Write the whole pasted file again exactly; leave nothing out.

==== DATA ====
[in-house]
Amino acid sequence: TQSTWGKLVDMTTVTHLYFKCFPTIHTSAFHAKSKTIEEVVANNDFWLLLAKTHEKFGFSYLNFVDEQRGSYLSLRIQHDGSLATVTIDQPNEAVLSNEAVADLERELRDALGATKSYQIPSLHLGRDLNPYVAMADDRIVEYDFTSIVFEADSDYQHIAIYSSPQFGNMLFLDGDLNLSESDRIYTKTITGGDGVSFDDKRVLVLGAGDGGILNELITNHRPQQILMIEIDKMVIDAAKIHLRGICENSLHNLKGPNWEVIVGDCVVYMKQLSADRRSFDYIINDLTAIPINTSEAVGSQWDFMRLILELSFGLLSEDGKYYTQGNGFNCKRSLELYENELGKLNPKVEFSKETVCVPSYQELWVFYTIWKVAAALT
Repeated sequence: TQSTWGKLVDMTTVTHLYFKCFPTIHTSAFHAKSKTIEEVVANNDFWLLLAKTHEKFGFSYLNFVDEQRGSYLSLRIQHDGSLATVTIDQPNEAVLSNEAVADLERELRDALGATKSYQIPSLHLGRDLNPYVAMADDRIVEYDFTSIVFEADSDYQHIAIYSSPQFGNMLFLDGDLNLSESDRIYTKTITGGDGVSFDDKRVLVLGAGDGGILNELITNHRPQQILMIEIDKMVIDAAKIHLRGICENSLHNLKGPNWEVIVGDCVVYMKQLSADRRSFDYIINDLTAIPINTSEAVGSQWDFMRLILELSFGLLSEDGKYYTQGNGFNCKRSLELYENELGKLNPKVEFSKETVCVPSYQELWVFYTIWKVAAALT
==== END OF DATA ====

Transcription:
[in-house]
Amino acid sequence: TQSTWGKLVDMTTVTHLYFKCFPTIHTSAFHAKSKTIEEVVANNDFWLLLAKTHEKFGFSYLNFVDEQRGSYLSLRIQHDGSLATVTIDQPNEAVLSNEAVADLERELRDALGATKSYQIPSLHLGRDLNPYVAMADDRIVEYDFTSIVFEADSDYQHIAIYSSPQFGNMLFLDGDLNLSESDRIYTKTITGGDGVSFDDKRVLVLGAGDGGILNELITNHRPQQILMIEIDKMVIDAAKIHLRGICENSLHNLKGPNWEVIVGDCVVYMKQLSADRRSFDYIINDLTAIPINTSEAVGSQWDFMRLILELSFGLLSEDGKYYTQGNGFNCKRSLELYENELGKLNPKVEFSKETVCVPSYQELWVFYTIWKVAAALT
Repeated sequence: TQSTWGKLVDMTTVTHLYFKCFPTIHTSAFHAKSKTIEEVVANNDFWLLLAKTHEKFGFSYLNFVDEQRGSYLSLRIQHDGSLATVTIDQPNEAVLSNEAVADLERELRDALGATKSYQIPSLHLGRDLNPYVAMADDRIVEYDFTSIVFEADSDYQHIAIYSSPQFGNMLFLDGDLNLSESDRIYTKTITGGDGVSFDDKRVLVLGAGDGGILNELITNHRPQQILMIEIDKMVIDAAKIHLRGICENSLHNLKGPNWEVIVGDCVVYMKQLSADRRSFDYIINDLTAIPINTSEAVGSQWDFMRLILELSFGLLSEDGKYYTQGNGFNCKRSLELYENELGKLNPKVEFSKETVCVPSYQELWVFYTIWKVAAALT